Whether you want to establish an archive of your social media presence and behavior to meet regulatory requirements, mitigate risks, or proactively capture and preserve essential data, here are a few key questions and facts to be aware of and keep in mind while auditing your existing archives or exploring potential technology providers. 

1. Is my web archiving solution designed to capture the full context around the communications my organization is sharing online? 

We've said it in the past and we'll say it again in the future. Context is essential to understand any piece of data or information, and context matters in litigation and compliance too. You need to capture the full dynamic context of all communications for your archives to be complete, and FINRA even has specific regulatory notices covering the importance of context. 

In the Instagram example below, taken from our existing archives, you'll notice a few specific things in relation to capturing the context around data: 


On Instagram, similar to modern web design and other social platforms, images can appear in a "carousel." That means one post can contain layers of pictures and video, all related to each other. You'll also notice that the comments and activity on a particular post, when it reaches a certain point of "engagement" (often beyond 10 likes or a few comments) become hidden, only visible when expanded upon. 

From the perspective of a cat video, much of this seems harmless, but in relation to your organization, the information and data living in those "hidden" comments and likes, or layered within the video of your post itself, is extremely valuable and important for your own due diligence and investigations, as well as regulatory compliance expectations.

This one URL, archived in its native format with all of the functionality and data preserved as you see in the video, would take hundreds (if not more) of PDF pages to capture the full post, and navigating those pages would strip away the context of what the person using Instagram actually experienced. 

Consider this situation: 

You work for a financial services company, and on your brand's LinkedIn account, the social media manager on your marketing team publishes a new, approved article with information on stocks and other financial investment opportunities that are "trending up" and trending down." While the article itself poses no compliance or regulatory risk and contains the necessary disclaimers to suggest the information itself is not advice, people who follow your organization on LinkedIn begin to share their own thoughts on the market in the comments section.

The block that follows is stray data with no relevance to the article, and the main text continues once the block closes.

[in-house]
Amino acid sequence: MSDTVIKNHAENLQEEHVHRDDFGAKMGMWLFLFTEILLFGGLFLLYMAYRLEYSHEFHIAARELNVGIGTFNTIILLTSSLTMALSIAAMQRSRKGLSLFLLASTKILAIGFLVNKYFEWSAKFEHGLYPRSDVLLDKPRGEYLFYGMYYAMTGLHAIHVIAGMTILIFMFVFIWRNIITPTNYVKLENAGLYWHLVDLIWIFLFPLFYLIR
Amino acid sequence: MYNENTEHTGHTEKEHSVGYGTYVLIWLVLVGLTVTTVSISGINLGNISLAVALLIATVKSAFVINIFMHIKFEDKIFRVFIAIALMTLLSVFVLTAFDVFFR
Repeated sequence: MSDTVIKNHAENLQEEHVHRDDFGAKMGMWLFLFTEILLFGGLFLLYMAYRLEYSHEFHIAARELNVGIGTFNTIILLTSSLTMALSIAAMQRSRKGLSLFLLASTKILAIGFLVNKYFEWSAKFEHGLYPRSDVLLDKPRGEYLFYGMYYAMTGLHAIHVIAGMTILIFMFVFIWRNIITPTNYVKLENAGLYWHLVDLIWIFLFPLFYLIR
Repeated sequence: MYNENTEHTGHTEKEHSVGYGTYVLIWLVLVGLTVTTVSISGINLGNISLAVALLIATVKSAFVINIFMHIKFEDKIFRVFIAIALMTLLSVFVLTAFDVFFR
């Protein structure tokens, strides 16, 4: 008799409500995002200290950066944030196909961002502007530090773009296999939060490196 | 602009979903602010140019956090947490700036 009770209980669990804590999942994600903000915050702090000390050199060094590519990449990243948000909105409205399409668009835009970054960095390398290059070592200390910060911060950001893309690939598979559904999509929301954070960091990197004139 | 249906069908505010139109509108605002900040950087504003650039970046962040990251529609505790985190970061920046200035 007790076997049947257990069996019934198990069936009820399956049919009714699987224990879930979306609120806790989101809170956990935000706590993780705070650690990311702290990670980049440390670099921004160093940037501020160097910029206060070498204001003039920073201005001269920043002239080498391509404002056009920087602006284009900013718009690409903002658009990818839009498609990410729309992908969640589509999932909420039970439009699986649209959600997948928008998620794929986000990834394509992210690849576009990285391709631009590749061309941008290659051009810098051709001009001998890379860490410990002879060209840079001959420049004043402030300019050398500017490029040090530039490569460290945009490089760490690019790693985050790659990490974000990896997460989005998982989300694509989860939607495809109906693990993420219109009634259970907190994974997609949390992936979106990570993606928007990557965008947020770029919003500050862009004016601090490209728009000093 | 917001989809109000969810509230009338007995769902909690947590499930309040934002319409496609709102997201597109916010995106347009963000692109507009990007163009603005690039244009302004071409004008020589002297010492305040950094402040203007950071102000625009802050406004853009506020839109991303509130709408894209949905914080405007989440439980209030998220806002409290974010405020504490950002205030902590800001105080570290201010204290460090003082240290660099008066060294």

The 11th comment on that post expresses a specific interest in a specific stock, and someone within your company who reads that post and agrees with that comment, without thinking twice about it, likes their comment. Your employee just unintentionally endorsed that trading suggestion and provided advice, but not just to that one person. LinkedIn's algorithm now shows their followers they liked that specific comment, unintentionally signaling to their community a certain sentiment about the financial outlook of that particular stock.  

In your PDF web archive of LinkedIn, which contains a static screenshot of that post and only shows the first 3 comments, this behavior is virtually invisible, keeping your legal and compliance team in the dark to an actual compliance violation.

As you can see, dynamic capture is hard enough, but financial service providers need even more from their archives, increasing the technical challenge of social media archiving.

2. Are my web and social media archives quality tested by experts and preserved in a robustly future-proof format? 

Your legal or compliance team might be retaining archived digital experiences and the data they contain for just three to five years, or you might find that you need them for 10 years or more. With the ever-accelerating rate of change in technology, the last thing you need is to turn to your archives a year from now, or 10 years from now, only to learn that you can’t access them!